You are the director of the Greenville Light & Power Department. You oversee the city’s power grid, the network of power lines and other equipment used to deliver electricity from suppliers to customers. To meet the expected increase in demand for electricity that will come over the next 20 to 30 years as Greenville grows, you need to reconsider the energy source used to generate electricity for the grid.
|Space||Pause/Play video playback|
|Enter||Pause/Play video playback|
|m||Mute/Unmute video volume|
|Up and Down arrows||Increase and decrease volume by 10%|
|Right and Left arrows||Seek forward or backward by 5 seconds|
|0-9||Fast seek to x% of the video.|
|f||Enter or exit fullscreen. (Note: To exit fullscreen in flash press the Esc key.|
|c||Press c to toggle captions on or off|
While meeting the expected increase in demand is an important concern, it’s not the only one to factor into your thinking. Electricity generation is one of the leading sources of greenhouse gas emissions, including carbon dioxide (CO2), in the United States. As you probably know, greenhouse gases are linked to global climate change, which threatens our planet.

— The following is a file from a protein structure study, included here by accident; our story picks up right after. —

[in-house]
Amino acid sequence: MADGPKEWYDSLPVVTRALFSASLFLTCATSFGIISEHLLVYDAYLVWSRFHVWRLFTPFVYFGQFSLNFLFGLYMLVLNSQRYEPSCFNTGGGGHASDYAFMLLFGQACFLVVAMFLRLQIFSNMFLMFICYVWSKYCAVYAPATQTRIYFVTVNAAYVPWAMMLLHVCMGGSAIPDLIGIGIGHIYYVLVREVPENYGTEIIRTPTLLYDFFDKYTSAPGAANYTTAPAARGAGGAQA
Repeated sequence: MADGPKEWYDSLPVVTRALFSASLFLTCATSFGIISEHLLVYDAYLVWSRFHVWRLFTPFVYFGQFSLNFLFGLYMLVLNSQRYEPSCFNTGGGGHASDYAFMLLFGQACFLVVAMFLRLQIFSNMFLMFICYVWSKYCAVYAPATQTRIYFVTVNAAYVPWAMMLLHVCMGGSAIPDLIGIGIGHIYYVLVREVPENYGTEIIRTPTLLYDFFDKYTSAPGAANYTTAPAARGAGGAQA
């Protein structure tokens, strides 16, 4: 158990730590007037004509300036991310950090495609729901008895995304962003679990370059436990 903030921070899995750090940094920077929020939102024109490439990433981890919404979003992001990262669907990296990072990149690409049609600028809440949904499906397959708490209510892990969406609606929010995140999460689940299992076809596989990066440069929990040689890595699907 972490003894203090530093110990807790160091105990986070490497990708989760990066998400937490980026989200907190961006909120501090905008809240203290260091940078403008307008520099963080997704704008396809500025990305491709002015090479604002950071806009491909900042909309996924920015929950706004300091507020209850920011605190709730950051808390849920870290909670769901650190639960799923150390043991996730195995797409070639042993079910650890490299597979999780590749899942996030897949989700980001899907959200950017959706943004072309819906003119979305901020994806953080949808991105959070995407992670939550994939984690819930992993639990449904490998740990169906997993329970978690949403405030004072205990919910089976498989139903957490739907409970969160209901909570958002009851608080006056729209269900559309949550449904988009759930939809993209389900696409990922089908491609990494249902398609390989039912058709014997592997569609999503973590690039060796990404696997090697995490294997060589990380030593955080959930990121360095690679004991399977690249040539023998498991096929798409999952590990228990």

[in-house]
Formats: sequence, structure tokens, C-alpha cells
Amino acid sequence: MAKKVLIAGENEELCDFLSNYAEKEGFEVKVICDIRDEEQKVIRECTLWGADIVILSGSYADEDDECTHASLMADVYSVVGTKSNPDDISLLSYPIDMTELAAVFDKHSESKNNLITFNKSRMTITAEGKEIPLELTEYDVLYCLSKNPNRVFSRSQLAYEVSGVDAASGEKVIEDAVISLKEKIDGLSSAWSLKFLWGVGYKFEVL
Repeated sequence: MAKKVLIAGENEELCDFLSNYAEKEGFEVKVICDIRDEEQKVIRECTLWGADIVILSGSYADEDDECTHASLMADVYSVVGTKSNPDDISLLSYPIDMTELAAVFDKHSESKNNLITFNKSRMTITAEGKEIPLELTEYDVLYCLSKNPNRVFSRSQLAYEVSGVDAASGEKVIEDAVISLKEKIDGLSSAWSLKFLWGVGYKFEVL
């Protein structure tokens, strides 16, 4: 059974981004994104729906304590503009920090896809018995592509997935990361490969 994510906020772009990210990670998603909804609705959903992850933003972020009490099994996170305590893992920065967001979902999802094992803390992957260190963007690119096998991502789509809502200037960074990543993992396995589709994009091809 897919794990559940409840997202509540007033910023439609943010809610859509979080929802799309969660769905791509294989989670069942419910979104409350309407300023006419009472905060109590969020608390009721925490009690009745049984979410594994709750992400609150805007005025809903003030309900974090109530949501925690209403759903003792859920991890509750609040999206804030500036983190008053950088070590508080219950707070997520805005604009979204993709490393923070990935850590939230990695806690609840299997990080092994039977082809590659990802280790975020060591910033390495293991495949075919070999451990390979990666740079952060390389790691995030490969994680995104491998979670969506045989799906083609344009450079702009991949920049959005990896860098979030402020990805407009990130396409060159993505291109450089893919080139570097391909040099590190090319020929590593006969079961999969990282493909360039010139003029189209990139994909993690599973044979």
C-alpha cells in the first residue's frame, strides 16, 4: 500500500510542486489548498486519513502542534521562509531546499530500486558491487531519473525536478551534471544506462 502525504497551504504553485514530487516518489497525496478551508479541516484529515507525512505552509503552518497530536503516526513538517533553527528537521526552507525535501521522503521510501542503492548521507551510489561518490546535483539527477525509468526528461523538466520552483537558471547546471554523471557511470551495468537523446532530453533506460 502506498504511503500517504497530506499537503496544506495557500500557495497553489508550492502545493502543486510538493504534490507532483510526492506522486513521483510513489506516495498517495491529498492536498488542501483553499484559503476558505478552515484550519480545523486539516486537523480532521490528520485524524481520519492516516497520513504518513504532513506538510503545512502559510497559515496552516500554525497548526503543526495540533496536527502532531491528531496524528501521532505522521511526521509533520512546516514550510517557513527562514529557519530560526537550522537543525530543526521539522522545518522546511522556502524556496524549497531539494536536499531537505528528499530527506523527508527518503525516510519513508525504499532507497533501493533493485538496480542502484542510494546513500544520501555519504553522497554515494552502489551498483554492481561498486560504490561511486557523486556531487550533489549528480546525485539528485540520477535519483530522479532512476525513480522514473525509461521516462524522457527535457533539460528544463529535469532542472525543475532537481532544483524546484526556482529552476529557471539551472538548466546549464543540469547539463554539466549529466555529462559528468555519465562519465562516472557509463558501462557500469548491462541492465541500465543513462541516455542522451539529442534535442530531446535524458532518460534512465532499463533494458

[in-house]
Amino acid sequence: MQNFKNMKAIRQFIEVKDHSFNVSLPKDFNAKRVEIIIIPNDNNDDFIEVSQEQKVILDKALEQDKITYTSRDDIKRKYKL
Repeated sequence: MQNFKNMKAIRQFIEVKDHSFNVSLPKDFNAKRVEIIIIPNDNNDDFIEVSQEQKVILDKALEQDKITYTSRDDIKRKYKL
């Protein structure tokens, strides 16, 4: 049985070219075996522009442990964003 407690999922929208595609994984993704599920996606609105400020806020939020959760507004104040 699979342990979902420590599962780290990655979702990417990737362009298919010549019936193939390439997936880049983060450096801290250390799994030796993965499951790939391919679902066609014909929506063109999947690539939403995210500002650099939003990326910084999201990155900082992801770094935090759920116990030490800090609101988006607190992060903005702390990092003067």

Watch this video, which puts the issue in perspective. After watching, answer a question in the notes box below.
As the video suggests, planning your city’s energy future presents you with both an opportunity and a challenge. While the city’s power plant currently burns coal to generate electricity, there are other options. What would you need to know about other energy sources to decide if they should be used instead? (Click SAVE when you have finished. To see your saved or submitted work again, click MY WORK at the top of the page.)